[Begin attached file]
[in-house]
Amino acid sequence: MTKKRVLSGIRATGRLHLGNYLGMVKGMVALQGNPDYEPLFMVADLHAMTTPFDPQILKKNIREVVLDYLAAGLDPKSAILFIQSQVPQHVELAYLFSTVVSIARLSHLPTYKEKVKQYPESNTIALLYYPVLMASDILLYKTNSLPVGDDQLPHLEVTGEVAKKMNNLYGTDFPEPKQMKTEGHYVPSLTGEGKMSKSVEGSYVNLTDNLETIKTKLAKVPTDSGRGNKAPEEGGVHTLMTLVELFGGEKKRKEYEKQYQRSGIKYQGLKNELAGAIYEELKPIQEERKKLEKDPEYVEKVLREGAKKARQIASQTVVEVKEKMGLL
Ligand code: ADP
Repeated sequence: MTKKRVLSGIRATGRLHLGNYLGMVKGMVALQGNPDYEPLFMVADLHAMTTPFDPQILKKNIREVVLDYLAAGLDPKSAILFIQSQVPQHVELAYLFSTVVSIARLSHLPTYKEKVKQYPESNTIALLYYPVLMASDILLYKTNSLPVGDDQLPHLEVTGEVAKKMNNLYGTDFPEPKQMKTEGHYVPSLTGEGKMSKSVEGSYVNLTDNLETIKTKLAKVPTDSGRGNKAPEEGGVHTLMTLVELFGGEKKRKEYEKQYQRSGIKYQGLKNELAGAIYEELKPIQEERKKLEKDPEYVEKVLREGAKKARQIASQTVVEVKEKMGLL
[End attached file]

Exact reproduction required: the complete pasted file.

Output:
[in-house]
Amino acid sequence: MTKKRVLSGIRATGRLHLGNYLGMVKGMVALQGNPDYEPLFMVADLHAMTTPFDPQILKKNIREVVLDYLAAGLDPKSAILFIQSQVPQHVELAYLFSTVVSIARLSHLPTYKEKVKQYPESNTIALLYYPVLMASDILLYKTNSLPVGDDQLPHLEVTGEVAKKMNNLYGTDFPEPKQMKTEGHYVPSLTGEGKMSKSVEGSYVNLTDNLETIKTKLAKVPTDSGRGNKAPEEGGVHTLMTLVELFGGEKKRKEYEKQYQRSGIKYQGLKNELAGAIYEELKPIQEERKKLEKDPEYVEKVLREGAKKARQIASQTVVEVKEKMGLL
Ligand code: ADP
Repeated sequence: MTKKRVLSGIRATGRLHLGNYLGMVKGMVALQGNPDYEPLFMVADLHAMTTPFDPQILKKNIREVVLDYLAAGLDPKSAILFIQSQVPQHVELAYLFSTVVSIARLSHLPTYKEKVKQYPESNTIALLYYPVLMASDILLYKTNSLPVGDDQLPHLEVTGEVAKKMNNLYGTDFPEPKQMKTEGHYVPSLTGEGKMSKSVEGSYVNLTDNLETIKTKLAKVPTDSGRGNKAPEEGGVHTLMTLVELFGGEKKRKEYEKQYQRSGIKYQGLKNELAGAIYEELKPIQEERKKLEKDPEYVEKVLREGAKKARQIASQTVVEVKEKMGLL